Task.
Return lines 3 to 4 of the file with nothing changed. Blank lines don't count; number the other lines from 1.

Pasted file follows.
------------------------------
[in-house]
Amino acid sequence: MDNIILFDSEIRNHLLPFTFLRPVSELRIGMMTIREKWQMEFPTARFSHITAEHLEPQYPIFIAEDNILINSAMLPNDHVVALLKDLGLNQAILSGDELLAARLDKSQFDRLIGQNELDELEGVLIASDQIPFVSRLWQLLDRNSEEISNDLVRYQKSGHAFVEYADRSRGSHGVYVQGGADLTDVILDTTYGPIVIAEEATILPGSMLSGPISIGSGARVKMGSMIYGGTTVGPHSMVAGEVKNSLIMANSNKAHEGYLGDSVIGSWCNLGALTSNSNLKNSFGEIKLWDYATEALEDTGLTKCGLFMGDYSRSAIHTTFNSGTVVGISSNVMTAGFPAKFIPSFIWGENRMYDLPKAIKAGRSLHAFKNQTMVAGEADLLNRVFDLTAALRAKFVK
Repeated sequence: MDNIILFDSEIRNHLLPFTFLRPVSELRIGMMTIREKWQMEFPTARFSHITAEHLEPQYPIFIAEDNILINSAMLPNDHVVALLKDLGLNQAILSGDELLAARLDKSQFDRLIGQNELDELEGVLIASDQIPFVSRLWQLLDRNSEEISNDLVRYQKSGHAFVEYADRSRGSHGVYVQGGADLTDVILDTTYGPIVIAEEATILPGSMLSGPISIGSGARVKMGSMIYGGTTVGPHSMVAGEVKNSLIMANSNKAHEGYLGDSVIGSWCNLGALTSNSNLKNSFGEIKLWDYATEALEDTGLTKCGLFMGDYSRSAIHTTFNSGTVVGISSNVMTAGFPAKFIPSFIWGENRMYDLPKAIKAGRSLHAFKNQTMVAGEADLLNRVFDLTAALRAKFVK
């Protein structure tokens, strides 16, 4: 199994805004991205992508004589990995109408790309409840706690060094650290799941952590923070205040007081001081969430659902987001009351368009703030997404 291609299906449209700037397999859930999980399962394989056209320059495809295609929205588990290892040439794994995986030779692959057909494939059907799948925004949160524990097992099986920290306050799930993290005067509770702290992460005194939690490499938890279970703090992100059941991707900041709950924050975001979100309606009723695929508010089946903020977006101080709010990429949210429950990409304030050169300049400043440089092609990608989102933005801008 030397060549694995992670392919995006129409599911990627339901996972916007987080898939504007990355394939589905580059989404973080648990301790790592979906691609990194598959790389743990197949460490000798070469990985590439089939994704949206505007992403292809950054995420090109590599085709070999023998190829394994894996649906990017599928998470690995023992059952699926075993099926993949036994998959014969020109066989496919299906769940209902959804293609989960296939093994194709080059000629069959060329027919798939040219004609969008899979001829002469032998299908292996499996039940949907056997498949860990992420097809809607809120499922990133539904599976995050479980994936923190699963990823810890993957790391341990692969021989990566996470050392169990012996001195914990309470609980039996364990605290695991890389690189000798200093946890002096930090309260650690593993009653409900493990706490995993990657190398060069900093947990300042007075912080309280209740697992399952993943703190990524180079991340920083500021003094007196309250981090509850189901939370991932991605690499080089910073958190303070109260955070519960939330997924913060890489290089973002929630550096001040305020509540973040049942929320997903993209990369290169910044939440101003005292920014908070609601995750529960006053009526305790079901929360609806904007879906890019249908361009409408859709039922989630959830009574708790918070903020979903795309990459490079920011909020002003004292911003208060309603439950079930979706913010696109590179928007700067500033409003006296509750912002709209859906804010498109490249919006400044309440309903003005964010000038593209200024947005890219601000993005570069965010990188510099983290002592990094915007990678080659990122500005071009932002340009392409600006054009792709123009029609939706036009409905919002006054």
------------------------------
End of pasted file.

Repeated sequence: MDNIILFDSEIRNHLLPFTFLRPVSELRIGMMTIREKWQMEFPTARFSHITAEHLEPQYPIFIAEDNILINSAMLPNDHVVALLKDLGLNQAILSGDELLAARLDKSQFDRLIGQNELDELEGVLIASDQIPFVSRLWQLLDRNSEEISNDLVRYQKSGHAFVEYADRSRGSHGVYVQGGADLTDVILDTTYGPIVIAEEATILPGSMLSGPISIGSGARVKMGSMIYGGTTVGPHSMVAGEVKNSLIMANSNKAHEGYLGDSVIGSWCNLGALTSNSNLKNSFGEIKLWDYATEALEDTGLTKCGLFMGDYSRSAIHTTFNSGTVVGISSNVMTAGFPAKFIPSFIWGENRMYDLPKAIKAGRSLHAFKNQTMVAGEADLLNRVFDLTAALRAKFVK
């Protein structure tokens, strides 16, 4: 199994805004991205992508004589990995109408790309409840706690060094650290799941952590923070205040007081001081969430659902987001009351368009703030997404 291609299906449209700037397999859930999980399962394989056209320059495809295609929205588990290892040439794994995986030779692959057909494939059907799948925004949160524990097992099986920290306050799930993290005067509770702290992460005194939690490499938890279970703090992100059941991707900041709950924050975001979100309606009723695929508010089946903020977006101080709010990429949210429950990409304030050169300049400043440089092609990608989102933005801008 030397060549694995992670392919995006129409599911990627339901996972916007987080898939504007990355394939589905580059989404973080648990301790790592979906691609990194598959790389743990197949460490000798070469990985590439089939994704949206505007992403292809950054995420090109590599085709070999023998190829394994894996649906990017599928998470690995023992059952699926075993099926993949036994998959014969020109066989496919299906769940209902959804293609989960296939093994194709080059000629069959060329027919798939040219004609969008899979001829002469032998299908292996499996039940949907056997498949860990992420097809809607809120499922990133539904599976995050479980994936923190699963990823810890993957790391341990692969021989990566996470050392169990012996001195914990309470609980039996364990605290695991890389690189000798200093946890002096930090309260650690593993009653409900493990706490995993990657190398060069900093947990300042007075912080309280209740697992399952993943703190990524180079991340920083500021003094007196309250981090509850189901939370991932991605690499080089910073958190303070109260955070519960939330997924913060890489290089973002929630550096001040305020509540973040049942929320997903993209990369290169910044939440101003005292920014908070609601995750529960006053009526305790079901929360609806904007879906890019249908361009409408859709039922989630959830009574708790918070903020979903795309990459490079920011909020002003004292911003208060309603439950079930979706913010696109590179928007700067500033409003006296509750912002709209859906804010498109490249919006400044309440309903003005964010000038593209200024947005890219601000993005570069965010990188510099983290002592990094915007990678080659990122500005071009932002340009392409600006054009792709123009029609939706036009409905919002006054």